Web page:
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Chronicles of Crises Foretold: How funders can prepare, respond, and build resilience in human rights crises

Stories Funding Ecosystem

By Kellea Miller, HRFN Deputy Executive Director

Between December 2021 and March 2022, HRFN and PSFG led a learning journey to ask how funders can better prepare for crisis. If you are interested in joining the conversation, contact Kellea Miller at

In the last year alone, we have witnessed a broad spectrum of emergencies that immediately and indelibly impact human rights.

The current war in Ukraine. The takeover of the Taliban in Afghanistan, following years of war. Coups in Myanmar and Haiti. The deliberate shuttering of civil society organizations in Uganda leading up to the election. The far-reaching impacts of a global pandemic and of climate change.

Illustration of 5 stick people with text at the top left corner saying "How Funders can prepare, respond and build resilience in human rights crises- 11 January 2022". Image caption: "Preparedness to Crisis" Workshop 2. Illustrated by Marina Roa from SenseTribe

These events are not isolated or unique. They are characteristic of a world in which only three percent of the world’s population lives in countries where civic space is defined as “fully open,” where the climate crisis will shape our natural world going forward, and where struggles for democracy and liberation will continue to be met with backlash. They also do not emerge overnight. We can look back and see the warning signs long before the state of emergency.

Learning Together

At HRFN, we saw a shift in the wake of the Taliban takeover in Afghanistan. Many of our members wanted to organize quickly and coordinate resources. A small group, led by advisors at Open Society Foundations and Ford Foundation, also started to ask how we could prepare for crisis in a much more sustained and effective way.

Together with the Peace and Security Funders Group and seven co-sponsoring foundations,1 we launched a three-part learning journey, Chronicles of Crises Foretold: How funders can prepare, respond, and build resilience in human rights crises. With more than 100 funders, we have had real, uncomfortable, and vital discussions about what human rights and peace and security funders could do in our own institutions to more effectively support civil society under threat.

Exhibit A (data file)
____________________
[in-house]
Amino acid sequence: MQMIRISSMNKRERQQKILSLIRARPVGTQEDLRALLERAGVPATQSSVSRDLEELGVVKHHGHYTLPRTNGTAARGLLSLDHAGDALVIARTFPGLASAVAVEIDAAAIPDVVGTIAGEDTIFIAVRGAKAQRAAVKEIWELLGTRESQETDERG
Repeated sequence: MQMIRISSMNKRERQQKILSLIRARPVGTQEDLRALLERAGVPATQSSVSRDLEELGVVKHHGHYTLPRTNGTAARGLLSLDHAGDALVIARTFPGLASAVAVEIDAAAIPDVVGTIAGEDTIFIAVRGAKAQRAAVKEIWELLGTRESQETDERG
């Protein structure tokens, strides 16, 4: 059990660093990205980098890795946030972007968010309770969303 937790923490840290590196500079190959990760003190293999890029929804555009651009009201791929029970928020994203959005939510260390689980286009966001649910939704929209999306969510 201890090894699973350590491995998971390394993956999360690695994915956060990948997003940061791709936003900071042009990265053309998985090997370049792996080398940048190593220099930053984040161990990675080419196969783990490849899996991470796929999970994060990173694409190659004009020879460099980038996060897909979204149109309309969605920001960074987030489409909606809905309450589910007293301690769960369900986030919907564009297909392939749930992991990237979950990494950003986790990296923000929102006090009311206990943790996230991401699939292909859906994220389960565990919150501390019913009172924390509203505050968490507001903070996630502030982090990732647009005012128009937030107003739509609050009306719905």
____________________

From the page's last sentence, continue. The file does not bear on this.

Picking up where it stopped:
In our first session in December, we talked with Elissa Jobson about a new era of global conflict from the perspective of The International Crisis Group. Jean Kemitare from Urgent Action Fund –  Africa spoke about emergency response funding and close collaboration with movements. Steve Eberlein bridged his experience in Sri Lanka after the 2004 tsunami and his current work in corporate preparedness. Together, we explored what it would take to build a culture of preparedness into our institutions. We expressed the need for sustained relationships of trust that center activists and movements long before crisis. And we began to map early warning systems from within and beyond philanthropy.

Image Caption: "Preparedness to Crises" Workshop 1. illustrated by Marina Roa from SenseTribw" Alt Text: Illustration of points made by panelists on Rethinking Crisis Preapredness.

In the second session in January, we pushed ourselves outside of our comfort zone and spoke with David Fowler, a captain in the U.S. military, about disaster training exercises he runs. He issued the call to practice practice practice – so that when the emergency comes, it is a drill, not a crisis. The session ended with a call from funders to ask ourselves: What can we do together that we can not do separately?

Our third session two weeks ago was shaped by Russia’s invasion of Ukraine. While much immediate coordination is underway, this session was a chance to consider how the current crisis in Ukraine could inform long-term and practical strategies. In conversation, we started to map out the different roles funders in our ecosystem can play before, during, and after a crisis. We also addressed the challenge of continuing to support civil society and reaching those in the most need, even when the world’s attention has shifted.

Caption: "Preparedness to crisis" Workshop 3. Illustrated by Marina Roa from SenseTribe" Alt Text: "Purpose of the Session" Taking Ukraine as a case study of what should happen. What might be better today in our responses if they had? Caption: "Preparedness to crisis" Workshop 3. Illustrated by Marina Roa from SenseTribe" Alt Text: "Illustration of one stick person saying 'How to be honest of what we can and cant fund" and another saying 'How do we shift focus? For how long?' Caption: "Preparedness to crisis" Workshop 3. Illustrated by Marina Roa from SenseTribe" Alt Text: Illustration of a globe with stick person on top. Text below saying 'How to keep sustained attention when global attention shifts to the next crisis'

There is much more to come. Over the next several months, we will be sharing the findings and practices that emerged from this learning series. HRFN will also be hosting a community of practice for HRFN members as part of our Human Rights Defenders and Closing Civic Space priority area. At HRFN, we are relentlessly committed to supporting movements for justice and human rights and will continue to create spaces where funders can collaborate, take risks, and boldly support human rights.



1. A special thanks to our co-hosts, PSFG, and to the co-sponsors of Chronicle of Crisis Foretold: AJWS, Ford Foundation, Funders’ Initiative for Civil Society (FICS), Open Society Foundations (OSF), Wellspring Philanthropic Fund, Urgent Action Fund for Women’s Human Rights, and Urgent Action Fund – Africa.

Photo by Gayatri Malhotra on Unsplash

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